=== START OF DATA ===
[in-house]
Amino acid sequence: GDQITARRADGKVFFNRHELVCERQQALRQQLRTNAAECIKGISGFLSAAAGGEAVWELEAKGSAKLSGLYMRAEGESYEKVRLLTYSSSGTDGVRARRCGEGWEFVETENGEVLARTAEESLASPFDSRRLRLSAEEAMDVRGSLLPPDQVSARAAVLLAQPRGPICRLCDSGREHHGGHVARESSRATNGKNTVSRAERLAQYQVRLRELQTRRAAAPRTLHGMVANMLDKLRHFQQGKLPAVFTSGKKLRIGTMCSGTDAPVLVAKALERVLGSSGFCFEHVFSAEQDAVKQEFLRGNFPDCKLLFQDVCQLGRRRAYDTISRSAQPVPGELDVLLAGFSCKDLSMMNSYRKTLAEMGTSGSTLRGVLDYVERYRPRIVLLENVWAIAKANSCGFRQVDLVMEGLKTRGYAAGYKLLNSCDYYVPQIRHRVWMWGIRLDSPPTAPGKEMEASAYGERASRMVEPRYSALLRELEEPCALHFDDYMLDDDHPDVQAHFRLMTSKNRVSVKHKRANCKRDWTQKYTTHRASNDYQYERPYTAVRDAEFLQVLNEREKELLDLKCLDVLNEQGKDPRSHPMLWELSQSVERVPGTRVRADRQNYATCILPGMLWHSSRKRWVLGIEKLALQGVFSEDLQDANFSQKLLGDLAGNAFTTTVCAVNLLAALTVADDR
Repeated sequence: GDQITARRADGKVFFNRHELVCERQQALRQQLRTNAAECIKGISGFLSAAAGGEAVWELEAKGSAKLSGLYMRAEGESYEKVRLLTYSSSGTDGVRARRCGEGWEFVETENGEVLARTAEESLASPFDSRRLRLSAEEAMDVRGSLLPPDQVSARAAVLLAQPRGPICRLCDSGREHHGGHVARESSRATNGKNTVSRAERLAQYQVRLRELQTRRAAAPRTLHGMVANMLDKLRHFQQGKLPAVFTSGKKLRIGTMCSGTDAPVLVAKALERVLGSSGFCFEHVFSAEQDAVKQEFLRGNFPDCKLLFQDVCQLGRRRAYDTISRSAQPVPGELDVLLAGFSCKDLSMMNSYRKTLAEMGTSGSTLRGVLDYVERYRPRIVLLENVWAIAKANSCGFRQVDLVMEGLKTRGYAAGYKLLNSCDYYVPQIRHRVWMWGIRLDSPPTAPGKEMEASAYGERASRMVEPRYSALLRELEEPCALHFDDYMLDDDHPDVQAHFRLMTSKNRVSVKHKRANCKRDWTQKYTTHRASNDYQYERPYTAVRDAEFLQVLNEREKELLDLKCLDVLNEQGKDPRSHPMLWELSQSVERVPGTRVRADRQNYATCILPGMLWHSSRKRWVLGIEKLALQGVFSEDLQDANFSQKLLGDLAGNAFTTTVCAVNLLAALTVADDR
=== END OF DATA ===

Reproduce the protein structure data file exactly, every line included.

[in-house]
Amino acid sequence: GDQITARRADGKVFFNRHELVCERQQALRQQLRTNAAECIKGISGFLSAAAGGEAVWELEAKGSAKLSGLYMRAEGESYEKVRLLTYSSSGTDGVRARRCGEGWEFVETENGEVLARTAEESLASPFDSRRLRLSAEEAMDVRGSLLPPDQVSARAAVLLAQPRGPICRLCDSGREHHGGHVARESSRATNGKNTVSRAERLAQYQVRLRELQTRRAAAPRTLHGMVANMLDKLRHFQQGKLPAVFTSGKKLRIGTMCSGTDAPVLVAKALERVLGSSGFCFEHVFSAEQDAVKQEFLRGNFPDCKLLFQDVCQLGRRRAYDTISRSAQPVPGELDVLLAGFSCKDLSMMNSYRKTLAEMGTSGSTLRGVLDYVERYRPRIVLLENVWAIAKANSCGFRQVDLVMEGLKTRGYAAGYKLLNSCDYYVPQIRHRVWMWGIRLDSPPTAPGKEMEASAYGERASRMVEPRYSALLRELEEPCALHFDDYMLDDDHPDVQAHFRLMTSKNRVSVKHKRANCKRDWTQKYTTHRASNDYQYERPYTAVRDAEFLQVLNEREKELLDLKCLDVLNEQGKDPRSHPMLWELSQSVERVPGTRVRADRQNYATCILPGMLWHSSRKRWVLGIEKLALQGVFSEDLQDANFSQKLLGDLAGNAFTTTVCAVNLLAALTVADDR
Repeated sequence: GDQITARRADGKVFFNRHELVCERQQALRQQLRTNAAECIKGISGFLSAAAGGEAVWELEAKGSAKLSGLYMRAEGESYEKVRLLTYSSSGTDGVRARRCGEGWEFVETENGEVLARTAEESLASPFDSRRLRLSAEEAMDVRGSLLPPDQVSARAAVLLAQPRGPICRLCDSGREHHGGHVARESSRATNGKNTVSRAERLAQYQVRLRELQTRRAAAPRTLHGMVANMLDKLRHFQQGKLPAVFTSGKKLRIGTMCSGTDAPVLVAKALERVLGSSGFCFEHVFSAEQDAVKQEFLRGNFPDCKLLFQDVCQLGRRRAYDTISRSAQPVPGELDVLLAGFSCKDLSMMNSYRKTLAEMGTSGSTLRGVLDYVERYRPRIVLLENVWAIAKANSCGFRQVDLVMEGLKTRGYAAGYKLLNSCDYYVPQIRHRVWMWGIRLDSPPTAPGKEMEASAYGERASRMVEPRYSALLRELEEPCALHFDDYMLDDDHPDVQAHFRLMTSKNRVSVKHKRANCKRDWTQKYTTHRASNDYQYERPYTAVRDAEFLQVLNEREKELLDLKCLDVLNEQGKDPRSHPMLWELSQSVERVPGTRVRADRQNYATCILPGMLWHSSRKRWVLGIEKLALQGVFSEDLQDANFSQKLLGDLAGNAFTTTVCAVNLLAALTVADDR